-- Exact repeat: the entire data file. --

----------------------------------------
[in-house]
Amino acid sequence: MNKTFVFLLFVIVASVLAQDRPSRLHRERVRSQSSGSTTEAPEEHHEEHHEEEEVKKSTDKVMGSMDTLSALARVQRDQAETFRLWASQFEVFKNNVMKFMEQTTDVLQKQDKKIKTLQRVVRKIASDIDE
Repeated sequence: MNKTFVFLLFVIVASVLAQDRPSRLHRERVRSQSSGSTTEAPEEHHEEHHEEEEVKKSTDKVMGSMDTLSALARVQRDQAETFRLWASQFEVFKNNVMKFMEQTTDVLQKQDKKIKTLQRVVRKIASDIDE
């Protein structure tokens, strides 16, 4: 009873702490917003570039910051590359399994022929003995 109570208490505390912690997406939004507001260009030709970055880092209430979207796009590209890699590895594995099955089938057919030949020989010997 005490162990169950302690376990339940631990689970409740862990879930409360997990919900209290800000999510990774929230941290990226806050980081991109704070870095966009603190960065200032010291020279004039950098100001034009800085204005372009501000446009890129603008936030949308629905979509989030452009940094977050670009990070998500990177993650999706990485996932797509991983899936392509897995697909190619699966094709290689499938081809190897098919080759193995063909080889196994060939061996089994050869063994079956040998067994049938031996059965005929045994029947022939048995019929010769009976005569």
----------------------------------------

[in-house]
Amino acid sequence: MNKTFVFLLFVIVASVLAQDRPSRLHRERVRSQSSGSTTEAPEEHHEEHHEEEEVKKSTDKVMGSMDTLSALARVQRDQAETFRLWASQFEVFKNNVMKFMEQTTDVLQKQDKKIKTLQRVVRKIASDIDE
Repeated sequence: MNKTFVFLLFVIVASVLAQDRPSRLHRERVRSQSSGSTTEAPEEHHEEHHEEEEVKKSTDKVMGSMDTLSALARVQRDQAETFRLWASQFEVFKNNVMKFMEQTTDVLQKQDKKIKTLQRVVRKIASDIDE
């Protein structure tokens, strides 16, 4: 009873702490917003570039910051590359399994022929003995 109570208490505390912690997406939004507001260009030709970055880092209430979207796009590209890699590895594995099955089938057919030949020989010997 005490162990169950302690376990339940631990689970409740862990879930409360997990919900209290800000999510990774929230941290990226806050980081991109704070870095966009603190960065200032010291020279004039950098100001034009800085204005372009501000446009890129603008936030949308629905979509989030452009940094977050670009990070998500990177993650999706990485996932797509991983899936392509897995697909190619699966094709290689499938081809190897098919080759193995063909080889196994060939061996089994050869063994079956040998067994049938031996059965005929045994029947022939048995019929010769009976005569």